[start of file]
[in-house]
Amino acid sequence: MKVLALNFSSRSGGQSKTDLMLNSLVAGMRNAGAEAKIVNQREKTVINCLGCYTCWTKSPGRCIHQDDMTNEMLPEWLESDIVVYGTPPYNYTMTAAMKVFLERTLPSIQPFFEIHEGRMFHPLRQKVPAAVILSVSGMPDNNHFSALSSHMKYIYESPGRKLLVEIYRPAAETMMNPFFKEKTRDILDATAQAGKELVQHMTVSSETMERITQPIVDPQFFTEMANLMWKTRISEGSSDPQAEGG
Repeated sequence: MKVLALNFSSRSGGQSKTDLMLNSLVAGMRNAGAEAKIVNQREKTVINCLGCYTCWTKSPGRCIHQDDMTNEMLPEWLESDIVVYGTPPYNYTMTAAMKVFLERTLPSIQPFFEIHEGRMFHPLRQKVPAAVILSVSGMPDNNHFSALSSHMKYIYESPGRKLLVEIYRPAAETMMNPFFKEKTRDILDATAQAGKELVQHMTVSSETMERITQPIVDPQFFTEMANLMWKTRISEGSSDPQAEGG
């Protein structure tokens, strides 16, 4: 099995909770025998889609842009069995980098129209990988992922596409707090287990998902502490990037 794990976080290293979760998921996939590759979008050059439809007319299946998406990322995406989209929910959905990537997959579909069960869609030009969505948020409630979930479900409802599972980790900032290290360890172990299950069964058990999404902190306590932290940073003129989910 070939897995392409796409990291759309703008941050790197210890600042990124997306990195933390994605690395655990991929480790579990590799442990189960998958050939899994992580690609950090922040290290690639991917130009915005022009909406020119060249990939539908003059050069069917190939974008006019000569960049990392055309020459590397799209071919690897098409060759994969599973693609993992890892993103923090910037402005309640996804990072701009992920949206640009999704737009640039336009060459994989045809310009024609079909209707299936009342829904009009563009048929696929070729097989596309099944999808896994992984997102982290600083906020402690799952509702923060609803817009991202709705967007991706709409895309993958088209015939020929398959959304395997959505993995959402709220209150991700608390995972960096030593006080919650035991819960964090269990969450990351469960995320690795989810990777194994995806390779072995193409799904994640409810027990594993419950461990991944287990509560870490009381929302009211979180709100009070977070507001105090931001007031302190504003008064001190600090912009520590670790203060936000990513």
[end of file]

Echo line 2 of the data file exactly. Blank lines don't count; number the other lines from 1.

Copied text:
Amino acid sequence: MKVLALNFSSRSGGQSKTDLMLNSLVAGMRNAGAEAKIVNQREKTVINCLGCYTCWTKSPGRCIHQDDMTNEMLPEWLESDIVVYGTPPYNYTMTAAMKVFLERTLPSIQPFFEIHEGRMFHPLRQKVPAAVILSVSGMPDNNHFSALSSHMKYIYESPGRKLLVEIYRPAAETMMNPFFKEKTRDILDATAQAGKELVQHMTVSSETMERITQPIVDPQFFTEMANLMWKTRISEGSSDPQAEGG